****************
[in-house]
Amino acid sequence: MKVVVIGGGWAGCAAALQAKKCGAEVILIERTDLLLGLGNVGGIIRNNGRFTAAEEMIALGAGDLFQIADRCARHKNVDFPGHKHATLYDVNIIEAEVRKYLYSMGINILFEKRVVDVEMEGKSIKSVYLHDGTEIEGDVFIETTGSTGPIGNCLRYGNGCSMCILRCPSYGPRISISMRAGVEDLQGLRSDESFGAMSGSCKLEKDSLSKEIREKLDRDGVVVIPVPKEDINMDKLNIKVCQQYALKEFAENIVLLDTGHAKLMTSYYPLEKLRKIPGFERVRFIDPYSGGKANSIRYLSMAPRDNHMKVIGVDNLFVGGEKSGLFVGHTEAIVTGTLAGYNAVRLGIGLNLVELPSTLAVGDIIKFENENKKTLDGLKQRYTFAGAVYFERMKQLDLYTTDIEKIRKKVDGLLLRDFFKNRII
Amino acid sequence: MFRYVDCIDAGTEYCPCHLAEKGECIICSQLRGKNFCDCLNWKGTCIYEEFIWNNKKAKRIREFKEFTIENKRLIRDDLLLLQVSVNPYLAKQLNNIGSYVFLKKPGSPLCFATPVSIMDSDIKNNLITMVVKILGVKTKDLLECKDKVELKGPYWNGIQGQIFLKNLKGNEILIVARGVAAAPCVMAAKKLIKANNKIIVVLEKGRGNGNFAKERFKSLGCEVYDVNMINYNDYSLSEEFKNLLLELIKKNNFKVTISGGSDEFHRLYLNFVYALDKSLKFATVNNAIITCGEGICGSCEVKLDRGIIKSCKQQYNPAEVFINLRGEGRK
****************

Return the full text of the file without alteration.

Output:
[in-house]
Amino acid sequence: MKVVVIGGGWAGCAAALQAKKCGAEVILIERTDLLLGLGNVGGIIRNNGRFTAAEEMIALGAGDLFQIADRCARHKNVDFPGHKHATLYDVNIIEAEVRKYLYSMGINILFEKRVVDVEMEGKSIKSVYLHDGTEIEGDVFIETTGSTGPIGNCLRYGNGCSMCILRCPSYGPRISISMRAGVEDLQGLRSDESFGAMSGSCKLEKDSLSKEIREKLDRDGVVVIPVPKEDINMDKLNIKVCQQYALKEFAENIVLLDTGHAKLMTSYYPLEKLRKIPGFERVRFIDPYSGGKANSIRYLSMAPRDNHMKVIGVDNLFVGGEKSGLFVGHTEAIVTGTLAGYNAVRLGIGLNLVELPSTLAVGDIIKFENENKKTLDGLKQRYTFAGAVYFERMKQLDLYTTDIEKIRKKVDGLLLRDFFKNRII
Amino acid sequence: MFRYVDCIDAGTEYCPCHLAEKGECIICSQLRGKNFCDCLNWKGTCIYEEFIWNNKKAKRIREFKEFTIENKRLIRDDLLLLQVSVNPYLAKQLNNIGSYVFLKKPGSPLCFATPVSIMDSDIKNNLITMVVKILGVKTKDLLECKDKVELKGPYWNGIQGQIFLKNLKGNEILIVARGVAAAPCVMAAKKLIKANNKIIVVLEKGRGNGNFAKERFKSLGCEVYDVNMINYNDYSLSEEFKNLLLELIKKNNFKVTISGGSDEFHRLYLNFVYALDKSLKFATVNNAIITCGEGICGSCEVKLDRGIIKSCKQQYNPAEVFINLRGEGRK